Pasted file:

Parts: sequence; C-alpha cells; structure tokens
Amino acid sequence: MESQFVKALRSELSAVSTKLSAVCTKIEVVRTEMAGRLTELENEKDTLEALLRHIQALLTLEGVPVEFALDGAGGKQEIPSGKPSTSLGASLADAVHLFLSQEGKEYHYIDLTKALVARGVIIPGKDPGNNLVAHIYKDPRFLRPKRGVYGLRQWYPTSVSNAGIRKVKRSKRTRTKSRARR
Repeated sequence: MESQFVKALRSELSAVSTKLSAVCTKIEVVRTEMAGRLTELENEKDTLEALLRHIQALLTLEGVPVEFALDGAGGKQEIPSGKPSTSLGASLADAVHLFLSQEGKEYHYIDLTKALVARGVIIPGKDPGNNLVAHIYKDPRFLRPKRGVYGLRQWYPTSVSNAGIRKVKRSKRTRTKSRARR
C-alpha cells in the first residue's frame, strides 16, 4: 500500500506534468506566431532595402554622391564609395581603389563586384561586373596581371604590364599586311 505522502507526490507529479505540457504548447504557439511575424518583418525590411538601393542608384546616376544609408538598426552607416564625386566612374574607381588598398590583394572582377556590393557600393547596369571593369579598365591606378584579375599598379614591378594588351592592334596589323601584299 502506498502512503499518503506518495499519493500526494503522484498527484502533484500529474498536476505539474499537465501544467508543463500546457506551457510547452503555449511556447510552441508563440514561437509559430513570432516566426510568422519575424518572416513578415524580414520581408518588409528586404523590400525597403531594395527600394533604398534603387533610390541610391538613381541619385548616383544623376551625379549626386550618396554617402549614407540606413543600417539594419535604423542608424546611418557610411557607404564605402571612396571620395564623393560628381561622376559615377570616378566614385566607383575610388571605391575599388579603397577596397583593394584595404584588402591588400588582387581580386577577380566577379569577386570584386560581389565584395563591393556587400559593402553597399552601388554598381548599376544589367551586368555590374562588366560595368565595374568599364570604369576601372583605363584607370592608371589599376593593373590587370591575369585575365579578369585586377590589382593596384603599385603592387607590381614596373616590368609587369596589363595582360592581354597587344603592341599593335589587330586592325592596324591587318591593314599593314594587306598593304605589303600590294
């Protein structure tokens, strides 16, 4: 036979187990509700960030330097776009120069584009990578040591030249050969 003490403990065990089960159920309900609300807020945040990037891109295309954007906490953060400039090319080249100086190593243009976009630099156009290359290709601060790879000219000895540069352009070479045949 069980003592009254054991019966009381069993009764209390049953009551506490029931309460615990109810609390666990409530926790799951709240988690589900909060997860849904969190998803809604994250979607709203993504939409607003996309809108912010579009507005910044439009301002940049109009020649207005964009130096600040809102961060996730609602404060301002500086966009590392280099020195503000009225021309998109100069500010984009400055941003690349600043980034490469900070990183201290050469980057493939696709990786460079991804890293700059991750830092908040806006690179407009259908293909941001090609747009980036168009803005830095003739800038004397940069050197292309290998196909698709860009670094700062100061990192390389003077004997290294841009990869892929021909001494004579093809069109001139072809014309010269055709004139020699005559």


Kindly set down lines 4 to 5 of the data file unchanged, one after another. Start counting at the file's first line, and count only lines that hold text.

C-alpha cells in the first residue's frame, strides 16, 4: 500500500506534468506566431532595402554622391564609395581603389563586384561586373596581371604590364599586311 505522502507526490507529479505540457504548447504557439511575424518583418525590411538601393542608384546616376544609408538598426552607416564625386566612374574607381588598398590583394572582377556590393557600393547596369571593369579598365591606378584579375599598379614591378594588351592592334596589323601584299 502506498502512503499518503506518495499519493500526494503522484498527484502533484500529474498536476505539474499537465501544467508543463500546457506551457510547452503555449511556447510552441508563440514561437509559430513570432516566426510568422519575424518572416513578415524580414520581408518588409528586404523590400525597403531594395527600394533604398534603387533610390541610391538613381541619385548616383544623376551625379549626386550618396554617402549614407540606413543600417539594419535604423542608424546611418557610411557607404564605402571612396571620395564623393560628381561622376559615377570616378566614385566607383575610388571605391575599388579603397577596397583593394584595404584588402591588400588582387581580386577577380566577379569577386570584386560581389565584395563591393556587400559593402553597399552601388554598381548599376544589367551586368555590374562588366560595368565595374568599364570604369576601372583605363584607370592608371589599376593593373590587370591575369585575365579578369585586377590589382593596384603599385603592387607590381614596373616590368609587369596589363595582360592581354597587344603592341599593335589587330586592325592596324591587318591593314599593314594587306598593304605589303600590294
């Protein structure tokens, strides 16, 4: 036979187990509700960030330097776009120069584009990578040591030249050969 003490403990065990089960159920309900609300807020945040990037891109295309954007906490953060400039090319080249100086190593243009976009630099156009290359290709601060790879000219000895540069352009070479045949 069980003592009254054991019966009381069993009764209390049953009551506490029931309460615990109810609390666990409530926790799951709240988690589900909060997860849904969190998803809604994250979607709203993504939409607003996309809108912010579009507005910044439009301002940049109009020649207005964009130096600040809102961060996730609602404060301002500086966009590392280099020195503000009225021309998109100069500010984009400055941003690349600043980034490469900070990183201290050469980057493939696709990786460079991804890293700059991750830092908040806006690179407009259908293909941001090609747009980036168009803005830095003739800038004397940069050197292309290998196909698709860009670094700062100061990192390389003077004997290294841009990869892929021909001494004579093809069109001139072809014309010269055709004139020699005559």